Taller men get the taller stacks. TaxCredits.net.

According to British researchers, tall men and thin women are most likely to make the big bucks. Meanwhile, they found evidence to suggest overweight workers, especially women, are likely to get paid less. Still, sociologist Amy Blackstone says companies probably aren’t intentionally penalizing employees based on height and weight.  

In an interview with Broadly, Blackstone points to gender biases that extend beyond the workplace. Culturally, Americans associate thinness with beauty and self-discipline in women and tallness with authority for men. “For women, being thin means taking up less space, something that is expected of women both literally and symbolically,” Blackstone says. Thus, it’s no surprise that pay reflects societal views about gender, power, and the body. Nor is it a surprise that other gender inequalities make their way into work spaces, like limitations on contraception coverage in employer provided health care and a lack of paid maternity leave. As contributing editor Diana Tourjee points out, “paying certain men and women less in relation to the way they look is obviously disturbing, but worse is the realization that this data is part of a broader system of oppression that structures the lived experiences of us all.”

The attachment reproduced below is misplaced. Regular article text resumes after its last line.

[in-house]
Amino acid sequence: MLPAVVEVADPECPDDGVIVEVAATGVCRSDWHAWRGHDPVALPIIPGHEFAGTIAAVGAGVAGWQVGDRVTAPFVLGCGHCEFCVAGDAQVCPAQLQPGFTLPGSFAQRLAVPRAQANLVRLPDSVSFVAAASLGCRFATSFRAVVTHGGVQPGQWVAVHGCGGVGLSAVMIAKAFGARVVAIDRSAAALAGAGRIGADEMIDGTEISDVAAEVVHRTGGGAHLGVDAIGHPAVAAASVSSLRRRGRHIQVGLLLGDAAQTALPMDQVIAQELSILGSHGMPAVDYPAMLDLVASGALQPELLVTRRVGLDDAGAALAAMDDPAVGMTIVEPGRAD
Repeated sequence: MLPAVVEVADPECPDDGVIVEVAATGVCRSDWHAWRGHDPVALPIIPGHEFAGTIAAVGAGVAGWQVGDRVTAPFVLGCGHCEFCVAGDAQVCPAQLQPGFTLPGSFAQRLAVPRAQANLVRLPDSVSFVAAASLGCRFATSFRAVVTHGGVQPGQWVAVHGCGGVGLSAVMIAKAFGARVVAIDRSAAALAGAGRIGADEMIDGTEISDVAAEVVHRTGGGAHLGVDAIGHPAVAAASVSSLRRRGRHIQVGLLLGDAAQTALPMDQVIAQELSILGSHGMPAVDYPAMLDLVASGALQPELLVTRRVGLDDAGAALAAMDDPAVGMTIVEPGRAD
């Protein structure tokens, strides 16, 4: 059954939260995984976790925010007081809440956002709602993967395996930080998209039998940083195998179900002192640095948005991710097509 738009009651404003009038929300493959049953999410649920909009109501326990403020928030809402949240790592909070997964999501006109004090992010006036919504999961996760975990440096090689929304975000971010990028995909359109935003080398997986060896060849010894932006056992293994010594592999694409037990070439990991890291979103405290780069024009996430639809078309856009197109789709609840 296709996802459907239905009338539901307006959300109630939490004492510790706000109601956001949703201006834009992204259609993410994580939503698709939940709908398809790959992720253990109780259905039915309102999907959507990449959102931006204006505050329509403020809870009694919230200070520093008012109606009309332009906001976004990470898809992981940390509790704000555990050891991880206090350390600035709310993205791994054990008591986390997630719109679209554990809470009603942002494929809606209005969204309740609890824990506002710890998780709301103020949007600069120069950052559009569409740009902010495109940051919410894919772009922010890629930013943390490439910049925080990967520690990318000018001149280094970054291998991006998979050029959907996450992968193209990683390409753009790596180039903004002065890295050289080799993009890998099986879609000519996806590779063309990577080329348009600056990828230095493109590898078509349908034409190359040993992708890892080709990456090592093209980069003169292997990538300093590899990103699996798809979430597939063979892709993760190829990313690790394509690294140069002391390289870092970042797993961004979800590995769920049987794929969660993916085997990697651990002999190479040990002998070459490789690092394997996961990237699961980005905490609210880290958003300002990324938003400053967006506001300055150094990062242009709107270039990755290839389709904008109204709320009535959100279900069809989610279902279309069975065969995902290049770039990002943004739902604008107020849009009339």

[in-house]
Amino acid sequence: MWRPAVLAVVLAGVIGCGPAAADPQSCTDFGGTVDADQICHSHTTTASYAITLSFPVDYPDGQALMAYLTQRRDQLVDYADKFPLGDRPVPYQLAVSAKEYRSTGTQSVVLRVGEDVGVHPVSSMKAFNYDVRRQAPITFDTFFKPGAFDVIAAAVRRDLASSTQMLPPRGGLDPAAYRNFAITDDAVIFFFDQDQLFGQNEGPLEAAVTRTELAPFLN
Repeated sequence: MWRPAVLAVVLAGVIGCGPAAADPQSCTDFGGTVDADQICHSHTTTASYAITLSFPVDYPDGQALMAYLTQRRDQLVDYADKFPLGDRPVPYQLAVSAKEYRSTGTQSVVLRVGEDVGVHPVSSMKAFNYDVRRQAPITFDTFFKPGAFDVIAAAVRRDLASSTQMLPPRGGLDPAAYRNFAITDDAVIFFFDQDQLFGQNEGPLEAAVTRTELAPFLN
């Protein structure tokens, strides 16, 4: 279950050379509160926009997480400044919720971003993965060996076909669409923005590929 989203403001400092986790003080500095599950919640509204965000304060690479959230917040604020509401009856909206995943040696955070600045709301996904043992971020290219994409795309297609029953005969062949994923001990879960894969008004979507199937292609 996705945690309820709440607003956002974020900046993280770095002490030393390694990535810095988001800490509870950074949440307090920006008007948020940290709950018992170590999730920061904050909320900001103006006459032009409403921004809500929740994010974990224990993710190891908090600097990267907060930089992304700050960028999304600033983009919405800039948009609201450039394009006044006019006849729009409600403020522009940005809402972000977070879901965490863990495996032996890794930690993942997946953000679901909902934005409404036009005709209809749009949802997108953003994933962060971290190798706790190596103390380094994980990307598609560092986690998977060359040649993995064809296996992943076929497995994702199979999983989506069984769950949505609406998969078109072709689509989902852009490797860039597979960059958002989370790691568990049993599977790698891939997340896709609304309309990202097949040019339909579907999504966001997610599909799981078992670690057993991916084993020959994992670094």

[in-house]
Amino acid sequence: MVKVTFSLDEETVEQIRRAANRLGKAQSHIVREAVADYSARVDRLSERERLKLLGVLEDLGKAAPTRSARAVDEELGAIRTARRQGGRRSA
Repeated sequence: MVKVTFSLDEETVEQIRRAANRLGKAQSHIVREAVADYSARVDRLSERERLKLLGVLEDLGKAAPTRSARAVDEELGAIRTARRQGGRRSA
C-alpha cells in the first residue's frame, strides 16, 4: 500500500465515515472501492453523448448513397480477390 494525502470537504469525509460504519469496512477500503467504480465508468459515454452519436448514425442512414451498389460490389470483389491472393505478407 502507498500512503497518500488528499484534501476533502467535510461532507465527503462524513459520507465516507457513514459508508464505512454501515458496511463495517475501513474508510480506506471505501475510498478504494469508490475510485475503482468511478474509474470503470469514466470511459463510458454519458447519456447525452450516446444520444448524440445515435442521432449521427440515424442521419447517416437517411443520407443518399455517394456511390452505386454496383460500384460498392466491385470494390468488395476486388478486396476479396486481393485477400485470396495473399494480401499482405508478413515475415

Photo by The Great 8, Flickr CC.
Photo by The Great 8, Flickr CC.

Income inequality is a hot topic this election, and the Panama Papers have added fuel to the fire. Indeed, it seems that there’s no end to the data that shows the discrepancy between the 1% and the rest of us. What will it to start seeking solutions to extreme income disparities?